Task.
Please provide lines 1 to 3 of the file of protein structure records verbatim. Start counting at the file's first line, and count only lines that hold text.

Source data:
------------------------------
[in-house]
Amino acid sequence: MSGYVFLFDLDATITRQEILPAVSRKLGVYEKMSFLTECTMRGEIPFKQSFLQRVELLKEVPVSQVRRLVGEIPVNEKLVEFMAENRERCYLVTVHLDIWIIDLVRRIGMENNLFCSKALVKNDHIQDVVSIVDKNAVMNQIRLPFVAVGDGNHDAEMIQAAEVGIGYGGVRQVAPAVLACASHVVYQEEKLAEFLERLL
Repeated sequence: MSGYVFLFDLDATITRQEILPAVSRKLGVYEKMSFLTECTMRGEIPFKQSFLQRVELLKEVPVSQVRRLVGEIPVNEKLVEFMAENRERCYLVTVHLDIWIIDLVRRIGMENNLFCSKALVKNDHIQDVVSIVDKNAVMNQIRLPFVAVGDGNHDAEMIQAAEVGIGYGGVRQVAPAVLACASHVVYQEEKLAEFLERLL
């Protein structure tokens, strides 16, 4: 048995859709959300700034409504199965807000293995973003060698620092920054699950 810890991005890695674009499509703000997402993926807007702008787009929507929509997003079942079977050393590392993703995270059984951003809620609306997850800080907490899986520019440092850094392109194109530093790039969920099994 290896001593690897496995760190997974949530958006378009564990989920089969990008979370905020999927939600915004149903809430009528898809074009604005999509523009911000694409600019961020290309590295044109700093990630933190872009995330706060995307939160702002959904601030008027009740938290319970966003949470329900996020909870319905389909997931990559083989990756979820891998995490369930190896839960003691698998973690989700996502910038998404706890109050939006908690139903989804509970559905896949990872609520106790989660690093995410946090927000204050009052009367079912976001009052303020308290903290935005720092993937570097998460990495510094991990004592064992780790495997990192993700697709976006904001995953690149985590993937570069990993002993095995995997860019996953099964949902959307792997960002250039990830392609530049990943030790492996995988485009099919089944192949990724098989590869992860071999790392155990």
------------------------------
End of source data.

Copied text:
[in-house]
Amino acid sequence: MSGYVFLFDLDATITRQEILPAVSRKLGVYEKMSFLTECTMRGEIPFKQSFLQRVELLKEVPVSQVRRLVGEIPVNEKLVEFMAENRERCYLVTVHLDIWIIDLVRRIGMENNLFCSKALVKNDHIQDVVSIVDKNAVMNQIRLPFVAVGDGNHDAEMIQAAEVGIGYGGVRQVAPAVLACASHVVYQEEKLAEFLERLL
Repeated sequence: MSGYVFLFDLDATITRQEILPAVSRKLGVYEKMSFLTECTMRGEIPFKQSFLQRVELLKEVPVSQVRRLVGEIPVNEKLVEFMAENRERCYLVTVHLDIWIIDLVRRIGMENNLFCSKALVKNDHIQDVVSIVDKNAVMNQIRLPFVAVGDGNHDAEMIQAAEVGIGYGGVRQVAPAVLACASHVVYQEEKLAEFLERLL